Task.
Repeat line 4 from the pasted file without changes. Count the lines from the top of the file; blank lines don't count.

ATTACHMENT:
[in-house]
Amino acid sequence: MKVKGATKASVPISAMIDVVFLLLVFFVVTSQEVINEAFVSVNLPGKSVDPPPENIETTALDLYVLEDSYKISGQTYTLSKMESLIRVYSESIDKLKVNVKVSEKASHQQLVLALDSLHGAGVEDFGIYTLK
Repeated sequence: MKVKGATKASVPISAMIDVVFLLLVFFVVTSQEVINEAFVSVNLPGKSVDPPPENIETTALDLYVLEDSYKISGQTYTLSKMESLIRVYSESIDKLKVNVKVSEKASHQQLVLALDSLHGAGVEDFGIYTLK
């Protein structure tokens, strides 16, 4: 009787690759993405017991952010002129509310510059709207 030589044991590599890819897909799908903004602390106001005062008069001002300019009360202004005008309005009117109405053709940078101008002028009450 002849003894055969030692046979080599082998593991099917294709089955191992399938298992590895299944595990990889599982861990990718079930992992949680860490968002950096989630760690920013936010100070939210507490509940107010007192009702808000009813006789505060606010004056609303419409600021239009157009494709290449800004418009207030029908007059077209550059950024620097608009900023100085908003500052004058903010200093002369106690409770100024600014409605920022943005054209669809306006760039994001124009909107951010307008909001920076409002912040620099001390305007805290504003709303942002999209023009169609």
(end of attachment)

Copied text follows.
């Protein structure tokens, strides 16, 4: 009787690759993405017991952010002129509310510059709207 030589044991590599890819897909799908903004602390106001005062008069001002300019009360202004005008309005009117109405053709940078101008002028009450 002849003894055969030692046979080599082998593991099917294709089955191992399938298992590895299944595990990889599982861990990718079930992992949680860490968002950096989630760690920013936010100070939210507490509940107010007192009702808000009813006789505060606010004056609303419409600021239009157009494709290449800004418009207030029908007059077209550059950024620097608009900023100085908003500052004058903010200093002369106690409770100024600014409605920022943005054209669809306006760039994001124009909107951010307008909001920076409002912040620099001390305007805290504003709303942002999209023009169609």